Clinical psychologist Meg Jay recently gave a TED talk that may make 30-somethings or almost-30-somethings break out in a nervous sweat. Here’s her main message: You know how you’re always hearing that 30 is the new 20? Phew, right? Wrong!

According to Jay, 30 is NOT the new 20, and saying it’s so is a big problem. She frequently hears clients in their twenties talk as if things don’t matter: This relationship isn’t great, but I’m just killing time. I’ll just bartend for now and as long as I figure out a career by the time I’m 30, it’s fine. But it’s not. When those clients are about to hit 30, they change their tune: I’ve got nothing to show for my twenties. What was I doing? What was I thinking? Uh. Oh.

Here are a few reasons your twenties DO matter, according to Jay:
* 80 percent of life’s most defining moments take place by age 35.
* The first 10 years of your career has an exponential impact on how much you’ll earn.
* Over half of Americans are with their future partner by 30.
* The brain has its second and last growth spurt in your 20s.
Scared yet? Me too. But breathe easy: Jay has three tips she thinks every 20-something can benefit from hearing:

1. “Forget about having an identity crisis; get some identity capital.” By this she means, do something that adds value to who you are. Exploring new opportunities is great, but only if they count. Otherwise, you’re just procrastinating.

2. “The urban tribe is overrated.” Friends are great, but your “weak ties”—friends of friends of friends—are where the opportunities are going to come from. Expand your circle.

3 . “The time to start picking your family is now.” Jay says that the best time to start working on your marriage is before you have one. You don’t have to be married by 25, but stop wasting time and look for what you want now.

Got it? OK. Are you feeling terrified, or energized? I walked away from listening to the talk with equal reactions of fear (did I mess up my entire twenties), inspiration (cool, I can do those three things), and skepticism (is this even a valid theory?). All three reactions probably have a little truth to them.

I agree with Jay that your twenties shouldn’t be about wasting time—although a little fun is good, right?—and I think she makes a lot of great points about what a person should be doing to work toward the life she wants while she’s young. But I’m also glad that at age 29, I still felt young enough to be able to walk away from a career I hated and start a new one, even though it came with some sacrifices. Those of you who are familiar with me from over on Smitten know that before joining the Glamour.com team, I was a lawyer. I wasn’t “killing time” with it; I just came to realize it wasn’t for me, and so I made a change. I got some new identity capital. I think Jay would be behind that, and I don’t think she would necessarily criticize someone who did what I did.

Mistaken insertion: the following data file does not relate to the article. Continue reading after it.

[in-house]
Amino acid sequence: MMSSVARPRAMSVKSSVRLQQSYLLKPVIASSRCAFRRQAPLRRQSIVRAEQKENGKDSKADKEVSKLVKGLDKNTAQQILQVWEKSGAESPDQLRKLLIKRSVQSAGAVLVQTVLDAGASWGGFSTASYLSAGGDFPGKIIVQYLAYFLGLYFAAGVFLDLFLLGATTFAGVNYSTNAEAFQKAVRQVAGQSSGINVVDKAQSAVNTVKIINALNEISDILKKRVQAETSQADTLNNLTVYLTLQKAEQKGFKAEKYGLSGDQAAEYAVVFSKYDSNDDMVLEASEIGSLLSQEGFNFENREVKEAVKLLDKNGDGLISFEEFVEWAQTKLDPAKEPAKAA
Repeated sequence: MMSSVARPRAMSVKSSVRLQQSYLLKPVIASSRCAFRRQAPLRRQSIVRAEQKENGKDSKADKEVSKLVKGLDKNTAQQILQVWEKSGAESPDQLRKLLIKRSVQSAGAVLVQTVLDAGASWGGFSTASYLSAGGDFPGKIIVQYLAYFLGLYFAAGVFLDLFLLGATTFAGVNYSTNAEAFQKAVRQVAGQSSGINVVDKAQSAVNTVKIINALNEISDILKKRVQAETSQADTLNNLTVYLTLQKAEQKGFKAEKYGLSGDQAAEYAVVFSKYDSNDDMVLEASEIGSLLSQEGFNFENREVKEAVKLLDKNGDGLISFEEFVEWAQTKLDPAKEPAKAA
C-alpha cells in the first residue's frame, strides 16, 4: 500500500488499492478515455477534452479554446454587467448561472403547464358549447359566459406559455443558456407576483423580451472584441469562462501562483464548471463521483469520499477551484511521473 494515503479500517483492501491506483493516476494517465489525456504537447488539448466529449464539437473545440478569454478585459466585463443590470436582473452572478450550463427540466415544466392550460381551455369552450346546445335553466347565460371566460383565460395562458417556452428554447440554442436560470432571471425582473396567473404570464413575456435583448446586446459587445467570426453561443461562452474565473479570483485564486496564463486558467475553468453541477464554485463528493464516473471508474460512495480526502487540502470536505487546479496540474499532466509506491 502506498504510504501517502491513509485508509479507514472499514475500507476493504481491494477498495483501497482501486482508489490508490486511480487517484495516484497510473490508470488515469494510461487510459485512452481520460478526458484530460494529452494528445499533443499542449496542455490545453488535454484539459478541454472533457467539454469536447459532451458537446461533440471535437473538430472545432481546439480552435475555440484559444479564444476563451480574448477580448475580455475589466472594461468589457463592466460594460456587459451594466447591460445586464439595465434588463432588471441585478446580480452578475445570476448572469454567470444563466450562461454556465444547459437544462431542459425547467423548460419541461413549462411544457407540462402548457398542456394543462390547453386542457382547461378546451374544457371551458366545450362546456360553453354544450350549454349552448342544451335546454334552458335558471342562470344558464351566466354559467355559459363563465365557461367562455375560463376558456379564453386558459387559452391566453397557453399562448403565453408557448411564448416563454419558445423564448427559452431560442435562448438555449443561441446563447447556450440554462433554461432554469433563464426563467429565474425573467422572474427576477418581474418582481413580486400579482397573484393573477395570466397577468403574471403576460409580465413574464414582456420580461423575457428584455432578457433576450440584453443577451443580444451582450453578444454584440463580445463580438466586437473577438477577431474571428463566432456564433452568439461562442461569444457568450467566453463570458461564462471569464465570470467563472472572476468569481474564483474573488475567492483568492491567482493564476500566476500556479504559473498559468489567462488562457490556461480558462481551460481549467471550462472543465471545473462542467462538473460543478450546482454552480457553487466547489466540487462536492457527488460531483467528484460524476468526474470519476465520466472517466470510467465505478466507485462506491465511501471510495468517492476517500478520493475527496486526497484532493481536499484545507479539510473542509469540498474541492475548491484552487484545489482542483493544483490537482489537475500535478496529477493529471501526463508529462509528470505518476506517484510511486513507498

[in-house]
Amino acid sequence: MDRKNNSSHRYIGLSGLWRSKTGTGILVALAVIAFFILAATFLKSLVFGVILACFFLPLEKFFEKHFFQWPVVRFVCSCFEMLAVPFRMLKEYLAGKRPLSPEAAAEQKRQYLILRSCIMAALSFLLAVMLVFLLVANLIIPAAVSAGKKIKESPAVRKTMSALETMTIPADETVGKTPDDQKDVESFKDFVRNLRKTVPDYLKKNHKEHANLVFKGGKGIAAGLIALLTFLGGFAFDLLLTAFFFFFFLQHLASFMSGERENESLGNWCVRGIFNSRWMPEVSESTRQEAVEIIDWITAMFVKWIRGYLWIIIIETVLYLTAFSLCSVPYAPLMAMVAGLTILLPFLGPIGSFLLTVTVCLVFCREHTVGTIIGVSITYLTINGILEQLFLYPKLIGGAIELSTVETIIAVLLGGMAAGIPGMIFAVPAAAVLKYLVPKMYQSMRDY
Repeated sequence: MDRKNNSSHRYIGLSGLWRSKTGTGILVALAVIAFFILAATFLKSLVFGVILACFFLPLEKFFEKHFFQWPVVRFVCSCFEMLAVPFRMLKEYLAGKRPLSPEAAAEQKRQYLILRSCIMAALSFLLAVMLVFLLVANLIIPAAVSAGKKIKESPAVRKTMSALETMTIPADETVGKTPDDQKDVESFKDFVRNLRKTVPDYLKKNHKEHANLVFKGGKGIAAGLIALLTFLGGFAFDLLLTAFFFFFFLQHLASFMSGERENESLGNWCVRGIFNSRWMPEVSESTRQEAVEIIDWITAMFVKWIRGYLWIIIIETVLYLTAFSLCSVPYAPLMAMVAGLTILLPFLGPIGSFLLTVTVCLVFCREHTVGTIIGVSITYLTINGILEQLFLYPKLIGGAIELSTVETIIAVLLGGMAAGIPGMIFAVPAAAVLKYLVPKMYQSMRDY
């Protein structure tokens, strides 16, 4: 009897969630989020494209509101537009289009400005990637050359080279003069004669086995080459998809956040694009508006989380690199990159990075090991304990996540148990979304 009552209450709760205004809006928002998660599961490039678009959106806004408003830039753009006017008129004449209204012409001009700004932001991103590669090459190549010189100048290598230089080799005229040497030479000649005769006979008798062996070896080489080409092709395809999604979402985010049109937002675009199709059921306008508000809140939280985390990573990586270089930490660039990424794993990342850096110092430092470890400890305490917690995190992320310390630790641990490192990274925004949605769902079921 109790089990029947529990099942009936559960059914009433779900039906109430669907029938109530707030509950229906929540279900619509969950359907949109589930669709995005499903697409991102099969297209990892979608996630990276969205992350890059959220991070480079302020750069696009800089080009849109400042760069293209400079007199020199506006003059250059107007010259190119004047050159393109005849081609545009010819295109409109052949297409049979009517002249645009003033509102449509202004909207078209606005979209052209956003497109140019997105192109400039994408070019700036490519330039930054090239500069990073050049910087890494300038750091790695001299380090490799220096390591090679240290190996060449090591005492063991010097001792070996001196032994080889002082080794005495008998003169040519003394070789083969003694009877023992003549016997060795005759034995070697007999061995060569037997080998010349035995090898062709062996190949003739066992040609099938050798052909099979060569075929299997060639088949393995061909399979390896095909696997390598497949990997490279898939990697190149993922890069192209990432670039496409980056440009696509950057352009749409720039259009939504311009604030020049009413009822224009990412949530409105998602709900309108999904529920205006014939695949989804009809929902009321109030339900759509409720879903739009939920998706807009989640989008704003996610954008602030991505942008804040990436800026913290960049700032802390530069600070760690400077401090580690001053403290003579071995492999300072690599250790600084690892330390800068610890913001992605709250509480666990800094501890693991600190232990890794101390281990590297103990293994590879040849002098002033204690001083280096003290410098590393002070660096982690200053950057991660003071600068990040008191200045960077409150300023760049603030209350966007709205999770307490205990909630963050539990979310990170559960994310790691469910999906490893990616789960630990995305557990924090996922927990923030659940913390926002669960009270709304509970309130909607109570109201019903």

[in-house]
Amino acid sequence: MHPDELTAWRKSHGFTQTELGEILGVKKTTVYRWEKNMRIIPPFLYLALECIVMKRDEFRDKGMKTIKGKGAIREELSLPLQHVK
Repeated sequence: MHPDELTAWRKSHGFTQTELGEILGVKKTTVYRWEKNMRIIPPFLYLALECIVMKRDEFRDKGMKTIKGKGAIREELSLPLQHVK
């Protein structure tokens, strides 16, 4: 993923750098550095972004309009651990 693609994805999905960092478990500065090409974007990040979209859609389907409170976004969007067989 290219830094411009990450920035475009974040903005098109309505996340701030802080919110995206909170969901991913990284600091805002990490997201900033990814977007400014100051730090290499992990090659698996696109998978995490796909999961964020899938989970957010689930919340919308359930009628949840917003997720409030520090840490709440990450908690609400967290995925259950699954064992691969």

However, part of the reason I had the privilege to take such action is because of the very idea that 30 is the new 20. When my mom was about to turn 30, she had a husband, two kids, a mortgage, and a job in the field she’d stay in her whole life. I had exactly none of those things. Sometimes that makes me feel like a failure, but more and more, I realize how much freedom not rushing into those things has actually given me to work toward the life I want instead of staying stuck in the one I happened to have at the end of my twenties. (FYI: I don’t meant to imply my mom was stuck in a miserable life. I think she’d say she’s happy with hers. But not everyone in her generation—or mine, for that matter—was so lucky.)

So, are 20-somethings today just wasting their time, or is there a bigger picture here that’s actually beneficial? It’s not to say there’s no room for criticism of today’s young adults, but I also don’t think an entire generation decided they could just do whatever they felt for an entire decade. For one, there are circumstances that lead us to feel “less adult” and the older generations to treat us as such.

A recent economic crisis means that many 20-somethings are financially insecure and less likely to be able to achieve that marker of the American dream, a home purchase, at least not in their twenties. We’re getting married older, yet our society continues to treat marriage as a major milestone of adulthood, meaning that an entire population of single 30-somethings is treated like kids because they haven’t yet thrown a black-tie dinner for 300. No offense to marriage, which seems awesome and I’d like to do it one day, but it’s not the only way for a person to become an adult. For two, I would venture to guess that a lot of 20-somethings aren’t intentionally wasting their time, but if they take some wrong turns in that decade, they’re relieved to know that’s not the end for them.

So maybe 30 isn’t the new 20. I, for one, certainly don’t want to be drinking the cheap keg beer and wearing the ratty boot-cut jeans I was in my twenties. And like Jay, I don’t want to see a lot of 20-something women thinking that these years don’t count. They count for a lot, and we should all make the most of them. But 30 isn’t what it used to be either—and that can be a good thing.